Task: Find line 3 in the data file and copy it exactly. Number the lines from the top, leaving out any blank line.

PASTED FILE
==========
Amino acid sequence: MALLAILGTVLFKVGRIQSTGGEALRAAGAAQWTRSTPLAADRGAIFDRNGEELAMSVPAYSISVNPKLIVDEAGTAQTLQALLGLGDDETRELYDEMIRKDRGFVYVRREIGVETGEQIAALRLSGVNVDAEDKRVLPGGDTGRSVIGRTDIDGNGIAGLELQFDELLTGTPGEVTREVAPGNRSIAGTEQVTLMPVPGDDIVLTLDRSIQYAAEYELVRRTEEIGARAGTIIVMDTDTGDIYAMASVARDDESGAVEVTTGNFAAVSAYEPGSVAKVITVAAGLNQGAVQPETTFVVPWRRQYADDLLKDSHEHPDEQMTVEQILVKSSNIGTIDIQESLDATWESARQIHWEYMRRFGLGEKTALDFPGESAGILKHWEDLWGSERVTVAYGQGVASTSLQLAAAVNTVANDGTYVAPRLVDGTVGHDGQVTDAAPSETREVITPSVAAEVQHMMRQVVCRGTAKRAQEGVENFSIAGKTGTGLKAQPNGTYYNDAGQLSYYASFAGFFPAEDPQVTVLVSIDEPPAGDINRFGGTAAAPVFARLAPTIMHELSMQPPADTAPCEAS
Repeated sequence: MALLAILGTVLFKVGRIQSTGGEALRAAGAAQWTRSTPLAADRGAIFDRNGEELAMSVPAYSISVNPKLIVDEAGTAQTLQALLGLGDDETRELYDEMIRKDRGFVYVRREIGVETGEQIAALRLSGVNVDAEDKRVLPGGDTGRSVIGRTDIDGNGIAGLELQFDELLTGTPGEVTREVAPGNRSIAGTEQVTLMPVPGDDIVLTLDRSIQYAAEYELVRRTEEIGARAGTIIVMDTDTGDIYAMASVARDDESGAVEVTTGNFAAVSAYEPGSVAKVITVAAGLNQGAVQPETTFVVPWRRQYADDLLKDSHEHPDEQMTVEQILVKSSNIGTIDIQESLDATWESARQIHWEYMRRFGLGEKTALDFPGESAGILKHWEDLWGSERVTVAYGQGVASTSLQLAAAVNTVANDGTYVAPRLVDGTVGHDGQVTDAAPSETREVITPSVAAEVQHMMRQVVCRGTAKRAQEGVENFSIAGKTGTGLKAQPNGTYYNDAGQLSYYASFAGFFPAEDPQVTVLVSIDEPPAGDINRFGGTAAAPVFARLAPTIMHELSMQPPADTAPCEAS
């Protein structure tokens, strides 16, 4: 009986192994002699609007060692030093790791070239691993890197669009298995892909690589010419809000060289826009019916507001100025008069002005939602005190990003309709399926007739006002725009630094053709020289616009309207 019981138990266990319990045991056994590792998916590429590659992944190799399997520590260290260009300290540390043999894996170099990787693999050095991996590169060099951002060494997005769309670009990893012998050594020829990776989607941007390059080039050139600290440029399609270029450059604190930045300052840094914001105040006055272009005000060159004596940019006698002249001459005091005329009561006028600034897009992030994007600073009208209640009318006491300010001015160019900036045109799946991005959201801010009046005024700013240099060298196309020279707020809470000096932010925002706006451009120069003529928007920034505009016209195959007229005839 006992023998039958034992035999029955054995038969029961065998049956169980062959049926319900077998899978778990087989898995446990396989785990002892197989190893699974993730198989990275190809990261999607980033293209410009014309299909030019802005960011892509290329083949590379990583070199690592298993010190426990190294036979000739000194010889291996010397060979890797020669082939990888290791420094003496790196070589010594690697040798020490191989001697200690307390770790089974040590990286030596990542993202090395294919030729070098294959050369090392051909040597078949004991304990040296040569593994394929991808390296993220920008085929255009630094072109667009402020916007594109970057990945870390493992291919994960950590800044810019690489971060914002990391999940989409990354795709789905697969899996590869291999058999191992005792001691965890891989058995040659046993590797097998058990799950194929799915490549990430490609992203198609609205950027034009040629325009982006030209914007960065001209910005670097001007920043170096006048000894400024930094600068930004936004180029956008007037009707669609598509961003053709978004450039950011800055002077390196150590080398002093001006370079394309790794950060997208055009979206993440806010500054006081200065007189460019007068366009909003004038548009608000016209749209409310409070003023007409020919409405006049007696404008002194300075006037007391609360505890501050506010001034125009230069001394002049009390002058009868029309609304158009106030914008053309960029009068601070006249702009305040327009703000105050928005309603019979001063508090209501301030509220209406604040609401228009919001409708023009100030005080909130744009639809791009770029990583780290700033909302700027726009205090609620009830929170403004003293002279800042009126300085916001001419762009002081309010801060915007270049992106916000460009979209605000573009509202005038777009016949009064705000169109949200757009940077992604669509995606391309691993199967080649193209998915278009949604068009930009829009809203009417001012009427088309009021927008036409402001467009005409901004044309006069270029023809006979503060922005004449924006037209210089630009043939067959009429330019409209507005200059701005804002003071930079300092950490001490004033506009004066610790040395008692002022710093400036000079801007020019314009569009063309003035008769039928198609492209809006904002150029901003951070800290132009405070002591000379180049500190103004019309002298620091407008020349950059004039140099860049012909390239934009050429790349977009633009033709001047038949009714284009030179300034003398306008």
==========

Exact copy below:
């Protein structure tokens, strides 16, 4: 009986192994002699609007060692030093790791070239691993890197669009298995892909690589010419809000060289826009019916507001100025008069002005939602005190990003309709399926007739006002725009630094053709020289616009309207 019981138990266990319990045991056994590792998916590429590659992944190799399997520590260290260009300290540390043999894996170099990787693999050095991996590169060099951002060494997005769309670009990893012998050594020829990776989607941007390059080039050139600290440029399609270029450059604190930045300052840094914001105040006055272009005000060159004596940019006698002249001459005091005329009561006028600034897009992030994007600073009208209640009318006491300010001015160019900036045109799946991005959201801010009046005024700013240099060298196309020279707020809470000096932010925002706006451009120069003529928007920034505009016209195959007229005839 006992023998039958034992035999029955054995038969029961065998049956169980062959049926319900077998899978778990087989898995446990396989785990002892197989190893699974993730198989990275190809990261999607980033293209410009014309299909030019802005960011892509290329083949590379990583070199690592298993010190426990190294036979000739000194010889291996010397060979890797020669082939990888290791420094003496790196070589010594690697040798020490191989001697200690307390770790089974040590990286030596990542993202090395294919030729070098294959050369090392051909040597078949004991304990040296040569593994394929991808390296993220920008085929255009630094072109667009402020916007594109970057990945870390493992291919994960950590800044810019690489971060914002990391999940989409990354795709789905697969899996590869291999058999191992005792001691965890891989058995040659046993590797097998058990799950194929799915490549990430490609992203198609609205950027034009040629325009982006030209914007960065001209910005670097001007920043170096006048000894400024930094600068930004936004180029956008007037009707669609598509961003053709978004450039950011800055002077390196150590080398002093001006370079394309790794950060997208055009979206993440806010500054006081200065007189460019007068366009909003004038548009608000016209749209409310409070003023007409020919409405006049007696404008002194300075006037007391609360505890501050506010001034125009230069001394002049009390002058009868029309609304158009106030914008053309960029009068601070006249702009305040327009703000105050928005309603019979001063508090209501301030509220209406604040609401228009919001409708023009100030005080909130744009639809791009770029990583780290700033909302700027726009205090609620009830929170403004003293002279800042009126300085916001001419762009002081309010801060915007270049992106916000460009979209605000573009509202005038777009016949009064705000169109949200757009940077992604669509995606391309691993199967080649193209998915278009949604068009930009829009809203009417001012009427088309009021927008036409402001467009005409901004044309006069270029023809006979503060922005004449924006037209210089630009043939067959009429330019409209507005200059701005804002003071930079300092950490001490004033506009004066610790040395008692002022710093400036000079801007020019314009569009063309003035008769039928198609492209809006904002150029901003951070800290132009405070002591000379180049500190103004019309002298620091407008020349950059004039140099860049012909390239934009050429790349977009633009033709001047038949009714284009030179300034003398306008």